Saturday: This day started off interesting. We decided to rent a car because we wanted to get to this port area and it would've been so much more expensive to do so by taxi. Ray took a morning jog to the rental car agency and unfortunately, they were sold out for some big event. The morning consisted of some local park time and in the afternoon, we took a taxi to the airport where we finally rented a car. We then did some exploring and traveled to the El Yunque Rainforest. We brought B's carseat and this was the first (and last for awhile) time he had ever been forward-facing. It was just easier because we forgot the floor strap/latch which makes the carseat rear-facing safe. He was in the center seat and saw everything... including the chips in the front seat of which he requested every 2 minutes.

Unfortunately, we arrived at the rainforest just a couple hours before closing (though free for Veteran's Day weekend!), so we didn't get to experience all we could've if the sun remained high longer. But really, this pregnant lady and her toddler were not making any major hikes this go-around... so it was fitting. We walked around the visitor's center and drove to see a waterfall. We drove a bit more to see if we could get a glimpse of the other waterfall, but were told it was a 30-minute hike. It had just rained, so the ground was slippery and there was just no way we could make it with the sun setting. It was a beautiful drive, but definitely didn't meet our full quota of rainforest credit. We'll just have to go back. :)

Park right on the beach.
El Yunque Rainforest walking...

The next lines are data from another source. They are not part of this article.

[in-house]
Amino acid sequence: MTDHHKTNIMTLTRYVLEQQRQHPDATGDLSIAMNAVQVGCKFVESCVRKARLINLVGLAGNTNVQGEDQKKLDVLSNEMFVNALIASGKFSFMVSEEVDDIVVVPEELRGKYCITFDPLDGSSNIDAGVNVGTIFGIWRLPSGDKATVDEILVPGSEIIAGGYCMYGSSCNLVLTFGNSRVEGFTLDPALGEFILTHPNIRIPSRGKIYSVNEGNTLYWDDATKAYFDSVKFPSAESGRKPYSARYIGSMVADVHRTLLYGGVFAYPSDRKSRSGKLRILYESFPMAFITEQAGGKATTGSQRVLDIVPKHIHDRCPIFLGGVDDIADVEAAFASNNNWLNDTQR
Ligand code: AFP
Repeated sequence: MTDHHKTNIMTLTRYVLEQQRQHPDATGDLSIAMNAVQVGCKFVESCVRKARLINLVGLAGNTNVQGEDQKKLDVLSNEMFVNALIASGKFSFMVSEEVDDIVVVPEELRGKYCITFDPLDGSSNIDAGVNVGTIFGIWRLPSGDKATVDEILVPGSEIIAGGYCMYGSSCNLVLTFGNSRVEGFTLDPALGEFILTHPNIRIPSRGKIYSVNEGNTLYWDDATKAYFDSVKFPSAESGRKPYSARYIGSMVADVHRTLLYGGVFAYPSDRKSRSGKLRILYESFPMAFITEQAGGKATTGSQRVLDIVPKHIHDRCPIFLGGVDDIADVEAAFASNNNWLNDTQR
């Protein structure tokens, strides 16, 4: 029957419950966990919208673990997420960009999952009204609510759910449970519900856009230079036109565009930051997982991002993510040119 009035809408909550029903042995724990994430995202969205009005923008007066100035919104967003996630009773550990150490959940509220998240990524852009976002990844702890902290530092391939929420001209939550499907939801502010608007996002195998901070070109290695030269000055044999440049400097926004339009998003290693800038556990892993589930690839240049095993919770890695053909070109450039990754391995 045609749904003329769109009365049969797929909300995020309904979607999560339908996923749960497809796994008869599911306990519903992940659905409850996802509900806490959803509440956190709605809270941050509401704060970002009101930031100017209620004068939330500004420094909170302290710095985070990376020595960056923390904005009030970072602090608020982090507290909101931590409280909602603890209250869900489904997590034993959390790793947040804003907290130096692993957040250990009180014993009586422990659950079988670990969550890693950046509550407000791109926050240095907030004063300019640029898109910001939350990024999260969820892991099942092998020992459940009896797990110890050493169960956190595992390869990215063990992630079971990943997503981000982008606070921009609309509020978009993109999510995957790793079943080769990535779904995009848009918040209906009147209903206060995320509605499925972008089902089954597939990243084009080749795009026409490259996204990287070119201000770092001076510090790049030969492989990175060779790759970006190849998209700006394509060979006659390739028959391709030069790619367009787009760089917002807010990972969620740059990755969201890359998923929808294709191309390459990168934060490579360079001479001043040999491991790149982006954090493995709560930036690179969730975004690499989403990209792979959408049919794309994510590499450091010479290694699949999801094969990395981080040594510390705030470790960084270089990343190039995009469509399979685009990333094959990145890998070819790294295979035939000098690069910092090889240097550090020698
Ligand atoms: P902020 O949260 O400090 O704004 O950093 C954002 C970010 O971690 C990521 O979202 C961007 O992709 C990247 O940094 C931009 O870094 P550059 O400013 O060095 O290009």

This was our big adventure day. We read on Trip Advisor that there are a few accessible islands just off the coast of Puerto Rico. And of course we wanted to check that out! These islands are heavily visited by the locals and since it was a Sunday, we knew we had to get there early and be diligent. We visited Culebra as it was well documented by past tourists and the beach sounded great!

All of the information we read said we needed to be there at 7 a.m. (our hotel was an hour away by car... which means we got up at 4 a.m. Chicago time!) to be in line for ticket sales. The ferry sells out and if you're not in line, you may have driven an hour to get there for nothing as there are limited ferry boats. What's awesome is that the ferry was something cheap like $2.25/adult for an hour ride over. It was just a matter of getting there. And so we did. We were there, in line by 7 a.m. When I asked a police officer if I was in the correct line (with at least 100 people already in front of me), he told me that once the ticket booth opens, I would have priority because I am pregnant. Thank you, Claire! Belly for the win! We knew we were safe even 100 deep in line, but it was sure nice not to stand in the hot sun with our toddler waiting to buy tickets.

And then, when we got into the waiting area building, we even had a special seating area and didn't have to wait in the line to board the boat-- either direction! Serious score on the belly bump. While we waited, we had some local fried pastries for breakfast and then endured the boat ride that had me feeling a bit woozy in the end. Benjamin was not in happy spirits either, so we're assuming he was feeling a little seasick.

Once off the boat, we grabbed a taxi and were off to Flamingo Beach for the day. It was beautiful and we had a great time. It was definitely the highlight of the trip and also the only place Benjamin ate an actual meal other than raisins, peanut butter spoons and granola bars. He had a sandwich and tangerine sitting on the beach and a beach nap to complete the day. It was full of sand castle making and ocean enjoying. I even had a chance to write down Andrew's name... since we don't live near the beach anymore, it's always something I try to do while we're on vacation. The boat ride back was SO much better, quicker, and the boat was crazy-nice! Trip Advisor also tipped us off that we needed to run back to the parking lot and get in line to pay for our parking ticket, as some people had to wait over an hour to pay their $5! We were the first ones there and had no issue. Great day.
Line we were able to skip out on due to the belly - happy Benjamin on a boat - Dad drinking a local beer - Benjamin drinking some 7-Up... cured that seasickness right away. Of course.